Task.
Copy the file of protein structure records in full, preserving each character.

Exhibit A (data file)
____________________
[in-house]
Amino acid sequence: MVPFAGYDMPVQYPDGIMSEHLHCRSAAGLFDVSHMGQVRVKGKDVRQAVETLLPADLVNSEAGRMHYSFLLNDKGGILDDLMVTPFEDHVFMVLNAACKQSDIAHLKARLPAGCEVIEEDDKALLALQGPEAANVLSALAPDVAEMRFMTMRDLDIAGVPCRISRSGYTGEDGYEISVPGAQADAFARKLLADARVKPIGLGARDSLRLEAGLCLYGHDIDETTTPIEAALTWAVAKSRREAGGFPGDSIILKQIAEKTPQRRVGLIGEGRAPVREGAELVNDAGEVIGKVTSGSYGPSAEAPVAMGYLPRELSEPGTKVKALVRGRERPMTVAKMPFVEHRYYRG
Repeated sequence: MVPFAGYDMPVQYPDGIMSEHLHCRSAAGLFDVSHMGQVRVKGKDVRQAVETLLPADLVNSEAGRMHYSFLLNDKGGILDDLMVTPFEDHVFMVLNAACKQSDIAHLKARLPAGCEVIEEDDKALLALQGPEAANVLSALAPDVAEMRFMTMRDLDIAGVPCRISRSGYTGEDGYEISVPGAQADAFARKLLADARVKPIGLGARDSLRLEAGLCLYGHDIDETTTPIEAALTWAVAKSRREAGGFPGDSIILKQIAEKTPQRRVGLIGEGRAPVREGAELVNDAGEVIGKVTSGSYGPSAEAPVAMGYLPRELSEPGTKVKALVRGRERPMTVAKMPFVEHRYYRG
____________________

[in-house]
Amino acid sequence: MVPFAGYDMPVQYPDGIMSEHLHCRSAAGLFDVSHMGQVRVKGKDVRQAVETLLPADLVNSEAGRMHYSFLLNDKGGILDDLMVTPFEDHVFMVLNAACKQSDIAHLKARLPAGCEVIEEDDKALLALQGPEAANVLSALAPDVAEMRFMTMRDLDIAGVPCRISRSGYTGEDGYEISVPGAQADAFARKLLADARVKPIGLGARDSLRLEAGLCLYGHDIDETTTPIEAALTWAVAKSRREAGGFPGDSIILKQIAEKTPQRRVGLIGEGRAPVREGAELVNDAGEVIGKVTSGSYGPSAEAPVAMGYLPRELSEPGTKVKALVRGRERPMTVAKMPFVEHRYYRG
Repeated sequence: MVPFAGYDMPVQYPDGIMSEHLHCRSAAGLFDVSHMGQVRVKGKDVRQAVETLLPADLVNSEAGRMHYSFLLNDKGGILDDLMVTPFEDHVFMVLNAACKQSDIAHLKARLPAGCEVIEEDDKALLALQGPEAANVLSALAPDVAEMRFMTMRDLDIAGVPCRISRSGYTGEDGYEISVPGAQADAFARKLLADARVKPIGLGARDSLRLEAGLCLYGHDIDETTTPIEAALTWAVAKSRREAGGFPGDSIILKQIAEKTPQRRVGLIGEGRAPVREGAELVNDAGEVIGKVTSGSYGPSAEAPVAMGYLPRELSEPGTKVKALVRGRERPMTVAKMPFVEHRYYRG